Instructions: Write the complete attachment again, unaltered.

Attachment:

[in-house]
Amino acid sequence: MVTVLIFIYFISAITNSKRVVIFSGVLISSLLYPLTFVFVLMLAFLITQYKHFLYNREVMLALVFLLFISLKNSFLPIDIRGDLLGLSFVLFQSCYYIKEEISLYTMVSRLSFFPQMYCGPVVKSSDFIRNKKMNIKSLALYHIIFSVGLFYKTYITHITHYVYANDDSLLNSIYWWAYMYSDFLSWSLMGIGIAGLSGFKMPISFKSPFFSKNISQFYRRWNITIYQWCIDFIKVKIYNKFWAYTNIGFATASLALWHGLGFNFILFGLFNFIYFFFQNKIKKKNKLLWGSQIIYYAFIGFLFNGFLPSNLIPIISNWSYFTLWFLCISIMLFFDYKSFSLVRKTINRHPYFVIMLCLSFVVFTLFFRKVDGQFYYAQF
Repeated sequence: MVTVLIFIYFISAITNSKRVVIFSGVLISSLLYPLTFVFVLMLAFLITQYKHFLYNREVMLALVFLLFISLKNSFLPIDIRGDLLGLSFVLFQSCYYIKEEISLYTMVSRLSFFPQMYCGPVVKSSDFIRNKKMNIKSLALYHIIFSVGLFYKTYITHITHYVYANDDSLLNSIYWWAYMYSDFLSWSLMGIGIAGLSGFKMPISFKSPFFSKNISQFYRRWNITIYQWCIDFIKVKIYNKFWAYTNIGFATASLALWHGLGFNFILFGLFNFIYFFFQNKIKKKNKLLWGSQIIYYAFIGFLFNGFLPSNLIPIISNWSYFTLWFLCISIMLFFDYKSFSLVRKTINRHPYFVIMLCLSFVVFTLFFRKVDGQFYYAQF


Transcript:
[in-house]
Amino acid sequence: MVTVLIFIYFISAITNSKRVVIFSGVLISSLLYPLTFVFVLMLAFLITQYKHFLYNREVMLALVFLLFISLKNSFLPIDIRGDLLGLSFVLFQSCYYIKEEISLYTMVSRLSFFPQMYCGPVVKSSDFIRNKKMNIKSLALYHIIFSVGLFYKTYITHITHYVYANDDSLLNSIYWWAYMYSDFLSWSLMGIGIAGLSGFKMPISFKSPFFSKNISQFYRRWNITIYQWCIDFIKVKIYNKFWAYTNIGFATASLALWHGLGFNFILFGLFNFIYFFFQNKIKKKNKLLWGSQIIYYAFIGFLFNGFLPSNLIPIISNWSYFTLWFLCISIMLFFDYKSFSLVRKTINRHPYFVIMLCLSFVVFTLFFRKVDGQFYYAQF
Repeated sequence: MVTVLIFIYFISAITNSKRVVIFSGVLISSLLYPLTFVFVLMLAFLITQYKHFLYNREVMLALVFLLFISLKNSFLPIDIRGDLLGLSFVLFQSCYYIKEEISLYTMVSRLSFFPQMYCGPVVKSSDFIRNKKMNIKSLALYHIIFSVGLFYKTYITHITHYVYANDDSLLNSIYWWAYMYSDFLSWSLMGIGIAGLSGFKMPISFKSPFFSKNISQFYRRWNITIYQWCIDFIKVKIYNKFWAYTNIGFATASLALWHGLGFNFILFGLFNFIYFFFQNKIKKKNKLLWGSQIIYYAFIGFLFNGFLPSNLIPIISNWSYFTLWFLCISIMLFFDYKSFSLVRKTINRHPYFVIMLCLSFVVFTLFFRKVDGQFYYAQF